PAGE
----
Oscar Wilde draws his conception of the Sphinx in decadent fashion, calling to mind Franz von Stuck's sexualized renditions of the creature in The Sphinx and Kiss of the Sphinx.

Two paintings by Franx von StuckKiss of the Sphinx and The Sphinx. [Click on thumbnails for larger images.]

In "The Sphinx," Wilde, a veritable brothel-man, plays up the Sphinx's exoticism to evoke her sensuality and peddles her off to all of the gods and beasts in the purview of his colorful client base. Wilde's speaker inquires of her lovers, and accuses her of her many consorts:

Who were your lovers? who were they
who wrestled for you in the dust?
Which was the vessel of your Lust? What
Leman had you, every day?

Did giant Lizards come and crouch before you
on the reedy banks?
Did Gryphons with great metal flanks leap on
you in your trampled couch?

Wilde's language employs the mythic quality of the beasts to at once convey their strangeness and magnificence, however his descriptions are mostly abstractions that rely on the name and the image his readers associate with it to evoke the presence of each beast. As the inquiries continue to build, the tone turns accusatory towards the Sphinx and she is made out to be a sort of prostitute to the ranks of mythical monsters. Wilde, however, complicates this conception of the Sphinx as a prostitute when he introduces her true lover:

How subtle-secret is your smile! Did you
love none then? Nay, I know
Great Ammon was your bedfellow! He lay with
you beside the Nile!


You kissed his mouth with mouths of flame:
you made the horned god your own:
You stood behind him on his throne: you called
him by his secret name.

You whispered monstrous oracles into the
caverns of his ears:
With blood of goats and blood of steers you
taught him monstrous miracles.

Whereas the Sphinx was previously likened to a prostitute and subject to the speaker's libel, Wilde now reveals a layer of depth to the Sphinx in her power over her lover. That Ammon, a worshipped oracle god, receives his information from the Sphinx who has "taught him monstrous miracles," is a testament to her true power as the god's mistress. Yet the Sphinx remains in the shadows and Wilde reserves the poem's loftiest and most lush images to describe the god Ammon, perhaps a comment on the power of women in society, far beyond the ken of their acknowledged roles but still not fully emerged from behind the men who stand at the forefront.

The riddle of the Sphinx and what she symbolizes grows deeper as speaker confronts her directly at the end of the poem, cursing her presence and decries what emotions of lust and sensuality she awakens within him. He highlights the Sphinx as an allegory of these negative qualities, and turns to his Christian beliefs to clear his mind of the thoughts that haunt him:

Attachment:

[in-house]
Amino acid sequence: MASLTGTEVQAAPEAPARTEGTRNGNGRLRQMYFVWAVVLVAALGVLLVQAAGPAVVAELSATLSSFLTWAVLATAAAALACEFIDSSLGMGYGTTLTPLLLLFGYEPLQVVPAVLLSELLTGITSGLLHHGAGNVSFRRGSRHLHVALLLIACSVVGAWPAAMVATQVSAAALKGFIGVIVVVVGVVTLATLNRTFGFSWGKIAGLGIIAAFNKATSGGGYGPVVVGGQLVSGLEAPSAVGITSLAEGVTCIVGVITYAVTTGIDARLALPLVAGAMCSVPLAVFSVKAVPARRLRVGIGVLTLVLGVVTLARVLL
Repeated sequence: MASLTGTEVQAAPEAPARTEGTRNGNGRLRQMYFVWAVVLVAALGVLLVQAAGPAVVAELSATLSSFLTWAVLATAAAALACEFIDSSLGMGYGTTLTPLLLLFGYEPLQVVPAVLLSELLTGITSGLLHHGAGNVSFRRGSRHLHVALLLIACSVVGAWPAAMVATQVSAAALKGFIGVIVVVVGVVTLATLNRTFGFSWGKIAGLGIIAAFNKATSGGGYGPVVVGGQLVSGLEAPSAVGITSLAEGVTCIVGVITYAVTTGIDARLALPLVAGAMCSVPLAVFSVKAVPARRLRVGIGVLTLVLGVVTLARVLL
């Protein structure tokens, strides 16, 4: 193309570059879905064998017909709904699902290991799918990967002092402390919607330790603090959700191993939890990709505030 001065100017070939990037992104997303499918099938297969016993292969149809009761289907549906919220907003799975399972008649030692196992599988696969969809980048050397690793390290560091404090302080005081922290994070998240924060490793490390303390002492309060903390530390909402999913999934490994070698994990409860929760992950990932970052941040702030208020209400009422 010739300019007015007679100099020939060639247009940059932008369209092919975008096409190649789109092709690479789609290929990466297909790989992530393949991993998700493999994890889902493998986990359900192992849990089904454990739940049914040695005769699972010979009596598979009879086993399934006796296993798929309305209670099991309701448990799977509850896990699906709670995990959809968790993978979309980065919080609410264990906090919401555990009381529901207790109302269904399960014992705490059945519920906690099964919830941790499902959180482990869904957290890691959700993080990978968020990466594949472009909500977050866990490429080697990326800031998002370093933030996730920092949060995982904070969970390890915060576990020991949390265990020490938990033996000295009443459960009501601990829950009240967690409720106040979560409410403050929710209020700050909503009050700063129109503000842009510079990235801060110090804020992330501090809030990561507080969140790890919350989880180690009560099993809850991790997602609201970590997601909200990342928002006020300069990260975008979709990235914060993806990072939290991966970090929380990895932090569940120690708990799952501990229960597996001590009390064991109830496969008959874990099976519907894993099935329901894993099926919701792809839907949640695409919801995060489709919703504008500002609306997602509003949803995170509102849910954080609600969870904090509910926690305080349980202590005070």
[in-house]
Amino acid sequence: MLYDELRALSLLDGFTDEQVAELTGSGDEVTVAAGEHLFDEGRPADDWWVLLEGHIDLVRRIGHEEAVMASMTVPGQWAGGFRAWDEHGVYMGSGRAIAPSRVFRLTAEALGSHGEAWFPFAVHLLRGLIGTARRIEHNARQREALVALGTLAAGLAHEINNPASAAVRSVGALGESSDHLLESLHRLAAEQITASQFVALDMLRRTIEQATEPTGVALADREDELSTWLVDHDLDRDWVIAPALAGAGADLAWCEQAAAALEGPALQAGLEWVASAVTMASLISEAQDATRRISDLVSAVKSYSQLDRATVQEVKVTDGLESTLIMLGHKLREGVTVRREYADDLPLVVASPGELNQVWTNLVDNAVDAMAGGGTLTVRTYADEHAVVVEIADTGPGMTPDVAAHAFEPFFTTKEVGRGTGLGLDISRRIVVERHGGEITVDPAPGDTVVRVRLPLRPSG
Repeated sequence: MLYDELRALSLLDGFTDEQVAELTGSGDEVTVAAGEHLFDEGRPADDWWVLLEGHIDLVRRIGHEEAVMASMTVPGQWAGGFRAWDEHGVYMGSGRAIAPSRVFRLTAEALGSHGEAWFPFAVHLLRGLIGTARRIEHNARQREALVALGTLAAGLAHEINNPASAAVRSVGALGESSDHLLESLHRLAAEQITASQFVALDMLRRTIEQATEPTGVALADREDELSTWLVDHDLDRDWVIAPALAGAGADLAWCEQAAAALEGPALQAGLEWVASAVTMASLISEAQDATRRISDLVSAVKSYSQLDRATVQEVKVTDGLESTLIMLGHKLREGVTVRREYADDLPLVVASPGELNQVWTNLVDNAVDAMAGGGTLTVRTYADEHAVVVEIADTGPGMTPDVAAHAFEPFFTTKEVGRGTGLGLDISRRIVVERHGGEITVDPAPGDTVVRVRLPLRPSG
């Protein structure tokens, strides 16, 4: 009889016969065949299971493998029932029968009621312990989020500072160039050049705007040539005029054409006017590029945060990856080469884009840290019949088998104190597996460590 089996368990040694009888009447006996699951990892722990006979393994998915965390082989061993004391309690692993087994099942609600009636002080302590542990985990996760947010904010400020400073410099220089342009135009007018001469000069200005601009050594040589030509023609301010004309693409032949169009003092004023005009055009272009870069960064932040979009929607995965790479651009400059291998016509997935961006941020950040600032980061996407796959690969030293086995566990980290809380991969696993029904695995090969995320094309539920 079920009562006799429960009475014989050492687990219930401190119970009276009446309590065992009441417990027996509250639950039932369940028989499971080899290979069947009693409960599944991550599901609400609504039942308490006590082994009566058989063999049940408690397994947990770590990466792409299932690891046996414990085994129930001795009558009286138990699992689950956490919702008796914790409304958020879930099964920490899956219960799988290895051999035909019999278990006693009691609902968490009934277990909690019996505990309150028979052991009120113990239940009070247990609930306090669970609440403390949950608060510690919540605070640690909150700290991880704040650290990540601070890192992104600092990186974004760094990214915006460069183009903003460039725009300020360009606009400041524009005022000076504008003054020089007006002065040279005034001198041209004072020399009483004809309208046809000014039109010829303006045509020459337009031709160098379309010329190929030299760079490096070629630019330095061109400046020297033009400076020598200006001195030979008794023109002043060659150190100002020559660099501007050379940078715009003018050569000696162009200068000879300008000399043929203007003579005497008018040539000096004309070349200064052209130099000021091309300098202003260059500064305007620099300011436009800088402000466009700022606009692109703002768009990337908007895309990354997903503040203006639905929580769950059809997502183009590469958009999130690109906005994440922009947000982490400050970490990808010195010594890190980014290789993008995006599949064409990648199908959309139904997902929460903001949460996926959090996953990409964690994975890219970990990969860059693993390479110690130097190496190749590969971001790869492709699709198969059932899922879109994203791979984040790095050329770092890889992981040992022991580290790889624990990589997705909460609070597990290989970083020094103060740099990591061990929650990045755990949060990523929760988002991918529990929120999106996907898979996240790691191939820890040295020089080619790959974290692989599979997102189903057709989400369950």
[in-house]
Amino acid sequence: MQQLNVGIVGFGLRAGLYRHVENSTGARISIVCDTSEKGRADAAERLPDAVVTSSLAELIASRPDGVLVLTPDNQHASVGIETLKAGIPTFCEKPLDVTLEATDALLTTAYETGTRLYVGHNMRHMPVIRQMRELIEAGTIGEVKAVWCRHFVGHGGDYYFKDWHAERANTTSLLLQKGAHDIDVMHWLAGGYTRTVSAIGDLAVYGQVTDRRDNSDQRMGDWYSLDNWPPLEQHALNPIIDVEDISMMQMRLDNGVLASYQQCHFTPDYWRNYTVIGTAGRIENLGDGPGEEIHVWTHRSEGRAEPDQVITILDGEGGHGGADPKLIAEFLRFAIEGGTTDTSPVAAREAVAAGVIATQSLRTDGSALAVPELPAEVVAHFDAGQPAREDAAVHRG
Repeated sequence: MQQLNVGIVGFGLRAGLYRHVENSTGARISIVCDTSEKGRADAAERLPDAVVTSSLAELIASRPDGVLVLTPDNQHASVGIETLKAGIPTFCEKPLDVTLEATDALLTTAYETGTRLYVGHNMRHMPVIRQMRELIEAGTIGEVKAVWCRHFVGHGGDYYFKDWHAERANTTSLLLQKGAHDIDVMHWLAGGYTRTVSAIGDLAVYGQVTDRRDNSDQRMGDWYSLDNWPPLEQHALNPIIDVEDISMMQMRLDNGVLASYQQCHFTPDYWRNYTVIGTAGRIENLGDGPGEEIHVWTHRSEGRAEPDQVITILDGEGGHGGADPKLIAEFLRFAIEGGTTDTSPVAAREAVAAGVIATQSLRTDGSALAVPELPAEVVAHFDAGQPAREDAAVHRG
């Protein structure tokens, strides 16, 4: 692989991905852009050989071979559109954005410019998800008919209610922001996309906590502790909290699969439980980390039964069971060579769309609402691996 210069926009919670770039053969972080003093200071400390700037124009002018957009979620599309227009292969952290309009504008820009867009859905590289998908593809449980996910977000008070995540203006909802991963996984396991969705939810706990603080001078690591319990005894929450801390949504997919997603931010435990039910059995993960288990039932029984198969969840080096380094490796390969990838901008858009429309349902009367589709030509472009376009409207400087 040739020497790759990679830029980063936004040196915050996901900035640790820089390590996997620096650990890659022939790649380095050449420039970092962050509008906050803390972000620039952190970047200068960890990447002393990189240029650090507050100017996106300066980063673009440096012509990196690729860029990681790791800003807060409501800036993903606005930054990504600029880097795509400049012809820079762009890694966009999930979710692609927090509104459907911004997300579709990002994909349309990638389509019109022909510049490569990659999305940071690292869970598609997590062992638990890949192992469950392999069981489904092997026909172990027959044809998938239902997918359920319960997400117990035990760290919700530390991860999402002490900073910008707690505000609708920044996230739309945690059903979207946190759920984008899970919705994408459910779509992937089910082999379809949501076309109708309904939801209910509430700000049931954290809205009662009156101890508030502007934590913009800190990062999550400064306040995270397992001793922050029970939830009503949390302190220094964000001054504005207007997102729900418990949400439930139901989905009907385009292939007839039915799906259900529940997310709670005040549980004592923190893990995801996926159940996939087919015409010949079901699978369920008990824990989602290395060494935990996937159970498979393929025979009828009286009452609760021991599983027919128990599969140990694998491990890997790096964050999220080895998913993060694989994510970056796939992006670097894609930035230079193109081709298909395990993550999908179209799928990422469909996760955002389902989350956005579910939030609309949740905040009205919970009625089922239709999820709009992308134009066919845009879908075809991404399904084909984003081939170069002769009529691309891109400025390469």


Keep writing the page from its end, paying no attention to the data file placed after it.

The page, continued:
False Sphinx! False Sphinx! By reedy Styx
old Charon, leaning on his oar,
Waits for my coin. Go thou before, and leave
me to my crucifix,

Whose pallid burden, sick with pain, watches
the world with wearied eyes,
And weeps for every soul that dies, and weeps
for every soul in vain.


1. Who is this "False Sphinx," if not a true Sphinx, and why is she false? Why, at the conclusion of the poem, does Wilde choose to make this distinction?

2. Does Wilde's exotification of the Sphinx and her posited relations with other deities and beasts ever cross into the satiric realm? Is this instance of cross-cultural pimping that is byproduct of the decadent movement?

3. What does Wilde hope to accomplish by juxtaposing the image of the Sphinx as a lowly prostitute against her "bedfellow," the magnificent and widely-worshipped "Great Ammon"? There seem to be aspects of both empowerment and objectification, and there are a lot of angles from which to approach this question.

4. Though most of the poem concentrates on Egyptian and other foreign gods, Wilde inserts a brief stanza comparing all of the Sphinx's Egyptian lover-gods to Christ:

Away to Egypt! Have no fear. Only one
God has ever died.
Only one God has let His side be wounded by a
soldier's spear.

What does it mean that only Christ "has ever died," and all the other gods the speakers mentioned continue to live? Contrasting the brevity of Christ's life as a human with the eternal nature of the Sphinx, what sort of message comes across?

5. Considering this passage in connection with the speaker's beliefs and the conclusion of the poem, does Wilde face the Christian speaker against the temptation of the Sphinx and pagan gods to suggest something about the status of belief at the time he wrote "The Sphinx"? What sort of cultural presence did Egypt and Africa have in Europe at the time?

Last modified 30 April 2010